What sets Highsmith’s characters apart is not only that they are willing, even eager, to commit transgressive acts, but that they are so adept at covering them up and blithely living a lie, or, better yet, seeing to it that someone else gets the blame. As Amini said, we recognize something of ourselves in such people, and we find them both appalling and irresistible. It’s worth noting that Highsmith’s most indelible character, Tom Ripley, is such a slippery chameleon that he has been played, with varying degrees of success, by some very dissimilar actors, including Damon, John Malkovich, Alain Delon, and Dennis Hopper. There’s something appalling yet irresistible in every one of their interpretations of the talented Mr. Ripley.
3. A Bad Bag of Applesauce
Patricia Highsmith was no one’s idea of a warm and fuzzy human being. She kept pet snails. She was a mean-spirited, alcoholic, racist anti-Semite who freely admitted that her mother drank turpentine when she was pregnant with her, in an attempt to abort the fetus. The editor and writer Otto Penzler is a great fan of Highsmith’s writing while acknowledging that she was “a horrible human being.” She was what Fatty Arbuckle would have called “a bad bag of applesauce.”
For all her documented flaws — there have been two scrupulous biographies — Highsmith was also a fanatical maker of fascinating lists. Here’s a beauty she tossed off on Nov. 16, 1973, while living in the French village of Moncourt:
Little Crimes for Little Tots.
Things around the house — which small children can do, such as:
1.) Tying string across top of stairs so adults will trip.
2.) Replacing roller skate on stairs, once mother has removed it.
3.) Setting careful fires, so that someone else will get the blame, if possible.
4.) Rearranging pills in medicine cabinets; sleeping pills into aspirin bottle. Pink laxative pills into antibiotic bottle which is kept in the fridge.
5.) Rat powder or flea powder into flour jar in kitchen.
6.) Saw through supports of attic trap door, so that anyone walking on closed trap will fall through to stairs.
7.) In summer, fix magnifying glass to focus on dry leaves, or preferably oily rags somewhere. Fire may be attributed to spontaneous combustion.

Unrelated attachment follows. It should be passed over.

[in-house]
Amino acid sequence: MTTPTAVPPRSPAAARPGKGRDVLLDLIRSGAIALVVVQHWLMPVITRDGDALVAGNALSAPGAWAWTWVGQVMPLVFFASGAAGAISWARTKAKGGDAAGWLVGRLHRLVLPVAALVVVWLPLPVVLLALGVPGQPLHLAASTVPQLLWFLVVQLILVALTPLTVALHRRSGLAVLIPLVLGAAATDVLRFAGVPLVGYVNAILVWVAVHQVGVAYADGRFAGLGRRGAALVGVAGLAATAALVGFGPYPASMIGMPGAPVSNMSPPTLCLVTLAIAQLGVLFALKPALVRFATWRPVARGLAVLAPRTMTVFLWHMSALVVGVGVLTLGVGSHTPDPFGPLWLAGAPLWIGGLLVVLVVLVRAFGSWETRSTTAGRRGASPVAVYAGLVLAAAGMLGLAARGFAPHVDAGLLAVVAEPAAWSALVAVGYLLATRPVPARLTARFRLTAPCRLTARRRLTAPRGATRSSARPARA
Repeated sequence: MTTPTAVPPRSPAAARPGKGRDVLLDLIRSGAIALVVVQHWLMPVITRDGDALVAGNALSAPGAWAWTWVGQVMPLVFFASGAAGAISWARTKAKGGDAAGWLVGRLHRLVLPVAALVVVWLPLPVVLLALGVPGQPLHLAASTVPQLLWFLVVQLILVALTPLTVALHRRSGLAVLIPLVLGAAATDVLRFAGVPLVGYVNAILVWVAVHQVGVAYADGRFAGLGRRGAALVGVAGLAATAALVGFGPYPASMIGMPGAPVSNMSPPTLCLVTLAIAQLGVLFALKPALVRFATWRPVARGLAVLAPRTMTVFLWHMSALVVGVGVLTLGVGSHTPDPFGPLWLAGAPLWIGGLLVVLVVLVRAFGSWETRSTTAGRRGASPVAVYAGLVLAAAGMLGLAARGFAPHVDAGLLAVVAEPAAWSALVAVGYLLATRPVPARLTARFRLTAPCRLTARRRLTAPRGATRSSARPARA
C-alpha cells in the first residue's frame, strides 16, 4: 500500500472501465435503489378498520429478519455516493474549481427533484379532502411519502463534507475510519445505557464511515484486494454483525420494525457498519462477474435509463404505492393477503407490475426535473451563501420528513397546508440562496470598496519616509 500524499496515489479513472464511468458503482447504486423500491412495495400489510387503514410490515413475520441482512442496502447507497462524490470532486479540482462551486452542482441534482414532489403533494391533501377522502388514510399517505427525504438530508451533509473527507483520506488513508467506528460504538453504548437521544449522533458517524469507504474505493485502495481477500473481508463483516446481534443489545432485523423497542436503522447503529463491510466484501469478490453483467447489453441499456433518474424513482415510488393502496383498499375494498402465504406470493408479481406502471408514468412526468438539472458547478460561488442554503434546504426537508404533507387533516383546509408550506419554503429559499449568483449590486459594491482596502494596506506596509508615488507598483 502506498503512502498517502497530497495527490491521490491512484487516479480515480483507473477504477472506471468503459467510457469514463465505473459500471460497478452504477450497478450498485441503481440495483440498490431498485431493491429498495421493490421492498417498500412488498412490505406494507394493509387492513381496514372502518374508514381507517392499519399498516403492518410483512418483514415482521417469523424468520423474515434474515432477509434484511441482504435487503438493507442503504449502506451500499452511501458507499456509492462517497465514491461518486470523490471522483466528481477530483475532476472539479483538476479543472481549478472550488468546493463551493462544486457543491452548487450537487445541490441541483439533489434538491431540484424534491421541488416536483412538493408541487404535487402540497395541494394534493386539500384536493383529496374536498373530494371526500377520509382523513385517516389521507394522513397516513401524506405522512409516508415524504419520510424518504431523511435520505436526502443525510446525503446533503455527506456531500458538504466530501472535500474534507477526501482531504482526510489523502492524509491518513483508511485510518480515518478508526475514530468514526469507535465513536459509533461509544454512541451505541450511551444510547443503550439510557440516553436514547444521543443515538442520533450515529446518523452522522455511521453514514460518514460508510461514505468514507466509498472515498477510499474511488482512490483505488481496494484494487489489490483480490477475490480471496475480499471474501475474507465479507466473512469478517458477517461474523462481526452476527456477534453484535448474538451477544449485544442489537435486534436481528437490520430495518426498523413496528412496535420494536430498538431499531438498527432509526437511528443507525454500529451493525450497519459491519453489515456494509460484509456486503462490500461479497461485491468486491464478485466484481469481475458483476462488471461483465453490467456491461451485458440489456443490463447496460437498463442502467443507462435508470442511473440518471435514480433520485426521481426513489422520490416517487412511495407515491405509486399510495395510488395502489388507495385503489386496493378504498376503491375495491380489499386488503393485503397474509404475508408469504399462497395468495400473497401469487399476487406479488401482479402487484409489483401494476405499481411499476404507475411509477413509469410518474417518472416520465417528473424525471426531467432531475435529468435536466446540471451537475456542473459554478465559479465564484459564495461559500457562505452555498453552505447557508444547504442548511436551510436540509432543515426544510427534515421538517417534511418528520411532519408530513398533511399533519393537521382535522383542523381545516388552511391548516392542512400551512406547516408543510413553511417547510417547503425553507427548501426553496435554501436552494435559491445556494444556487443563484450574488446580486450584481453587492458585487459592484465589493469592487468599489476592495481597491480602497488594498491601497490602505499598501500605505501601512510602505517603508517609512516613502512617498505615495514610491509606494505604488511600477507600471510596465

8.) Investigate anti-mildew products in gardening shed. Colorless poison added to gin bottle.
This list is at once hilarious and chilling and it contains, in distilled form, all the essential elements of Highsmith’s fiction: it’s highly practical, it’s written in unfussy prose, and in the end it’s all about murder. Item #3 is the most telling on the list, with its admonition to set “careful” fires so that “someone else will get the blame, if possible.” Here is the duplicity that lies at the heart of Highsmith’s enterprise — the urge to do evil and not only get away with it, but make sure that someone else gets the blame. In a Highsmith story, culpability for a single crime frequently passes onto two characters (think of Chester and Rydel). Or the victim becomes the victimizer, as in The Cry of the Owl from 1962, which has been adapted for the screen twice, the story of an “innocent” stalker who winds up getting stalked by his “victim.” Highsmith uses this duplicity to ratchet up her favorite states of mind, including anxiety, jealousy, paranoia, dread, self-delusion, and resentment. Small wonder that Highsmith considered herself a writer of psychological novels, not “novels of suspense,” or that one of her favorite writers was Fyodor Dostoyevsky.
It isn’t much of a stretch to suggest that inveterate list makers are trying to lasso unruly demons, bring some sort of order to inner chaos. My late father was such a person, and it got to the point where he admitted, only half jokingly, that he had started making lists of his lists. That was when I knew he was in trouble. But Patricia Highsmith put my father in the shade. As her list of “Little Crimes for Little Tots” attests, she wasn’t trying to lasso or tamp down her inner demons; she was nurturing those demons, trying to make them as monstrous as possible. She understood that her demons were the source of her dark genius. They are also what will keep drawing filmmakers to her books for years to come.